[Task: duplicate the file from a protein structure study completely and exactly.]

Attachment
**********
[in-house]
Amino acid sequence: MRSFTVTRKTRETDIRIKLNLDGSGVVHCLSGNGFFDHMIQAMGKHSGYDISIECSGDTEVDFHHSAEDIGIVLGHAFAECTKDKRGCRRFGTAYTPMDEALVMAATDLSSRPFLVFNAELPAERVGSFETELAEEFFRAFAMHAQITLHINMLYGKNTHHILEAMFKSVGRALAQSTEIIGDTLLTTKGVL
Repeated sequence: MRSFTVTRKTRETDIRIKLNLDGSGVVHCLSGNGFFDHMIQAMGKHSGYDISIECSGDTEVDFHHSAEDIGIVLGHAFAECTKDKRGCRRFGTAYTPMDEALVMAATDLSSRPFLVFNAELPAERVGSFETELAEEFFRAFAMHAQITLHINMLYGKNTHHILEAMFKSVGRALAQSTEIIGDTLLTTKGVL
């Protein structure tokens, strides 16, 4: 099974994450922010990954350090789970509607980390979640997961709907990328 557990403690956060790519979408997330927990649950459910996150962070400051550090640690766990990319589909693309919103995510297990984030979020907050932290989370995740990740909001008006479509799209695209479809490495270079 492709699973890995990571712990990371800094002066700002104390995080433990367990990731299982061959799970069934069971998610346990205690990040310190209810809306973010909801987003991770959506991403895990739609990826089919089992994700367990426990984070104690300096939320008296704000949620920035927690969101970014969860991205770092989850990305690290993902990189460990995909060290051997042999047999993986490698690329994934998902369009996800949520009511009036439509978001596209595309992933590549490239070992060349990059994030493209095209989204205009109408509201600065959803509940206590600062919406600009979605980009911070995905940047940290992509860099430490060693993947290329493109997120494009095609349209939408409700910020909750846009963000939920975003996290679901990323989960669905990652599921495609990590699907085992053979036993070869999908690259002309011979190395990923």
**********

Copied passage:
[in-house]
Amino acid sequence: MRSFTVTRKTRETDIRIKLNLDGSGVVHCLSGNGFFDHMIQAMGKHSGYDISIECSGDTEVDFHHSAEDIGIVLGHAFAECTKDKRGCRRFGTAYTPMDEALVMAATDLSSRPFLVFNAELPAERVGSFETELAEEFFRAFAMHAQITLHINMLYGKNTHHILEAMFKSVGRALAQSTEIIGDTLLTTKGVL
Repeated sequence: MRSFTVTRKTRETDIRIKLNLDGSGVVHCLSGNGFFDHMIQAMGKHSGYDISIECSGDTEVDFHHSAEDIGIVLGHAFAECTKDKRGCRRFGTAYTPMDEALVMAATDLSSRPFLVFNAELPAERVGSFETELAEEFFRAFAMHAQITLHINMLYGKNTHHILEAMFKSVGRALAQSTEIIGDTLLTTKGVL
């Protein structure tokens, strides 16, 4: 099974994450922010990954350090789970509607980390979640997961709907990328 557990403690956060790519979408997330927990649950459910996150962070400051550090640690766990990319589909693309919103995510297990984030979020907050932290989370995740990740909001008006479509799209695209479809490495270079 492709699973890995990571712990990371800094002066700002104390995080433990367990990731299982061959799970069934069971998610346990205690990040310190209810809306973010909801987003991770959506991403895990739609990826089919089992994700367990426990984070104690300096939320008296704000949620920035927690969101970014969860991205770092989850990305690290993902990189460990995909060290051997042999047999993986490698690329994934998902369009996800949520009511009036439509978001596209595309992933590549490239070992060349990059994030493209095209989204205009109408509201600065959803509940206590600062919406600009979605980009911070995905940047940290992509860099430490060693993947290329493109997120494009095609349209939408409700910020909750846009963000939920975003996290679901990323989960669905990652599921495609990590699907085992053979036993070869999908690259002309011979190395990923």